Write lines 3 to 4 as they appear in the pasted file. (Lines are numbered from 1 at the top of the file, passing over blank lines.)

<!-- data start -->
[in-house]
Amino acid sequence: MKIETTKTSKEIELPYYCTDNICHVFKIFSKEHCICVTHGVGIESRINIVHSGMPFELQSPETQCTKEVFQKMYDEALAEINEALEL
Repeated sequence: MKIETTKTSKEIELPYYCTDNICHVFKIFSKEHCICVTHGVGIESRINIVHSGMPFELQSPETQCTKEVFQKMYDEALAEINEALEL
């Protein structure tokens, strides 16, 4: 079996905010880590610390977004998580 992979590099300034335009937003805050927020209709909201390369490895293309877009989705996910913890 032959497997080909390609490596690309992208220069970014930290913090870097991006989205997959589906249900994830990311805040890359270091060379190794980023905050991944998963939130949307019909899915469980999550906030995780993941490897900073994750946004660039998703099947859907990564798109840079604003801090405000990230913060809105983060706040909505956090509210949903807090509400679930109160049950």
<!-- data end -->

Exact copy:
Repeated sequence: MKIETTKTSKEIELPYYCTDNICHVFKIFSKEHCICVTHGVGIESRINIVHSGMPFELQSPETQCTKEVFQKMYDEALAEINEALEL
């Protein structure tokens, strides 16, 4: 079996905010880590610390977004998580 992979590099300034335009937003805050927020209709909201390369490895293309877009989705996910913890 032959497997080909390609490596690309992208220069970014930290913090870097991006989205997959589906249900994830990311805040890359270091060379190794980023905050991944998963939130949307019909899915469980999550906030995780993941490897900073994750946004660039998703099947859907990564798109840079604003801090405000990230913060809105983060706040909505956090509210949903807090509400679930109160049950």